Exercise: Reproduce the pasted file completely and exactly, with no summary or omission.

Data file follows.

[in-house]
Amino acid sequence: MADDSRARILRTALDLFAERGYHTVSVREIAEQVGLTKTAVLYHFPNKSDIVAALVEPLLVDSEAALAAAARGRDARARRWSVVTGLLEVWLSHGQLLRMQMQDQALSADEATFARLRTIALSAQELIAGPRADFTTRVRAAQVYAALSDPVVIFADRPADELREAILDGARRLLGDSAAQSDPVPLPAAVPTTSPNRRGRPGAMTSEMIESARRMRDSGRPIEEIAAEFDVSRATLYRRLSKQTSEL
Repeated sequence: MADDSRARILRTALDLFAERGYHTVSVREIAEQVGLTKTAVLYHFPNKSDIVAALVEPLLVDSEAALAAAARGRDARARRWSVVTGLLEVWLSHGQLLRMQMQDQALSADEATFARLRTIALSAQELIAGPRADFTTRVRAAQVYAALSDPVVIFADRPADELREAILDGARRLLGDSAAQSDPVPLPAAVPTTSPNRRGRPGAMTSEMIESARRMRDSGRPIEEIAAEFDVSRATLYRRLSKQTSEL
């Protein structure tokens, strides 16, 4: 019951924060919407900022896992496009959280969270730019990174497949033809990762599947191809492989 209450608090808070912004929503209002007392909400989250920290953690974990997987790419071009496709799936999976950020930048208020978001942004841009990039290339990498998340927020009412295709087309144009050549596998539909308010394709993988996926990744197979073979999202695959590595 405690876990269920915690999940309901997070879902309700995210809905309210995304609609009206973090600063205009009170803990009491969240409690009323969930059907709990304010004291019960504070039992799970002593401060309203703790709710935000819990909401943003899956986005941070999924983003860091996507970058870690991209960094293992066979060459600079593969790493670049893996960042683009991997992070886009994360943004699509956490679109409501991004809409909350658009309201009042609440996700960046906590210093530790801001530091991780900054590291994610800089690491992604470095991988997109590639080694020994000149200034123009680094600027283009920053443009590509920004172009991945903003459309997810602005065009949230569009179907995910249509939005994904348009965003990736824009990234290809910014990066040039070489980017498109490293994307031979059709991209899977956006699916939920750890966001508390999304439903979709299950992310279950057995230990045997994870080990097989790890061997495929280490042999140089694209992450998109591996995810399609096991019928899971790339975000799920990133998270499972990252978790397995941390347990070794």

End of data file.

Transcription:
[in-house]
Amino acid sequence: MADDSRARILRTALDLFAERGYHTVSVREIAEQVGLTKTAVLYHFPNKSDIVAALVEPLLVDSEAALAAAARGRDARARRWSVVTGLLEVWLSHGQLLRMQMQDQALSADEATFARLRTIALSAQELIAGPRADFTTRVRAAQVYAALSDPVVIFADRPADELREAILDGARRLLGDSAAQSDPVPLPAAVPTTSPNRRGRPGAMTSEMIESARRMRDSGRPIEEIAAEFDVSRATLYRRLSKQTSEL
Repeated sequence: MADDSRARILRTALDLFAERGYHTVSVREIAEQVGLTKTAVLYHFPNKSDIVAALVEPLLVDSEAALAAAARGRDARARRWSVVTGLLEVWLSHGQLLRMQMQDQALSADEATFARLRTIALSAQELIAGPRADFTTRVRAAQVYAALSDPVVIFADRPADELREAILDGARRLLGDSAAQSDPVPLPAAVPTTSPNRRGRPGAMTSEMIESARRMRDSGRPIEEIAAEFDVSRATLYRRLSKQTSEL
């Protein structure tokens, strides 16, 4: 019951924060919407900022896992496009959280969270730019990174497949033809990762599947191809492989 209450608090808070912004929503209002007392909400989250920290953690974990997987790419071009496709799936999976950020930048208020978001942004841009990039290339990498998340927020009412295709087309144009050549596998539909308010394709993988996926990744197979073979999202695959590595 405690876990269920915690999940309901997070879902309700995210809905309210995304609609009206973090600063205009009170803990009491969240409690009323969930059907709990304010004291019960504070039992799970002593401060309203703790709710935000819990909401943003899956986005941070999924983003860091996507970058870690991209960094293992066979060459600079593969790493670049893996960042683009991997992070886009994360943004699509956490679109409501991004809409909350658009309201009042609440996700960046906590210093530790801001530091991780900054590291994610800089690491992604470095991988997109590639080694020994000149200034123009680094600027283009920053443009590509920004172009991945903003459309997810602005065009949230569009179907995910249509939005994904348009965003990736824009990234290809910014990066040039070489980017498109490293994307031979059709991209899977956006699916939920750890966001508390999304439903979709299950992310279950057995230990045997994870080990097989790890061997495929280490042999140089694209992450998109591996995810399609096991019928899971790339975000799920990133998270499972990252978790397995941390347990070794």